Magazine article Canadian Speeches

Decline of Small Towns

Magazine article Canadian Speeches

Decline of Small Towns

Article excerpt

The railroads and industrialization began more than a century ago to shift Canada's population from rural farm areas to the big cities. The Weekly Sun, a leading Ontario farm newspaper published in Toronto, lamented the decline of little towns in its issue of January 21, 1897.

A rather melancholy part of our present situation is the stagnation or decline of business and population in most of our little towns. A few of the little towns which happen to be surrounded with farming districts of exceptional excellence are doing well; but of most of them it must be said that they are stationary, if not retrograding. The abrogation of the Reciprocity Treaty with the United States [a free trade agreement in effect between 1854 and 1866], by breaking up the traffic between the two countries, ruined our lake shipping, and, with it, much of the business of the border towns. But the main cause of the change has been the tendency to centralization which, at the present day, everywhere prevails.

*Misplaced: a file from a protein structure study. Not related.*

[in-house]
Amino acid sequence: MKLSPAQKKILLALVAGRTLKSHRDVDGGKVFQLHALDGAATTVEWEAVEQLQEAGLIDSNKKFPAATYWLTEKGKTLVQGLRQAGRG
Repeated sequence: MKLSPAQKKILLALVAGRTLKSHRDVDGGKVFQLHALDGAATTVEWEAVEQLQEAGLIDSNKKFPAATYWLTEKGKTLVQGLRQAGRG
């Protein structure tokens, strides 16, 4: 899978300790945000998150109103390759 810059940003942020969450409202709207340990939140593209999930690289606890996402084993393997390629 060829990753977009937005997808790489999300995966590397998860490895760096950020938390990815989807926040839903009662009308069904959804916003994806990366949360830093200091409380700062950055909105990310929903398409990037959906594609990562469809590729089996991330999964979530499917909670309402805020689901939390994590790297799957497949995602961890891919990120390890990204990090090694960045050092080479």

In former times most of the little towns could boast of small manufacturing industries, such as carriage, wagon and harness factories, where all the parts of the carriage or wagon were made. They had also foundries, boot and shoe shops, tanneries, taverns and other concerns, each of which employed a few workmen. Manufacturing on the larger scale is now everywhere the rule; and manufacturing on a large scale means centralization. Specialization, or manufacturing in lines, has the same effect. …

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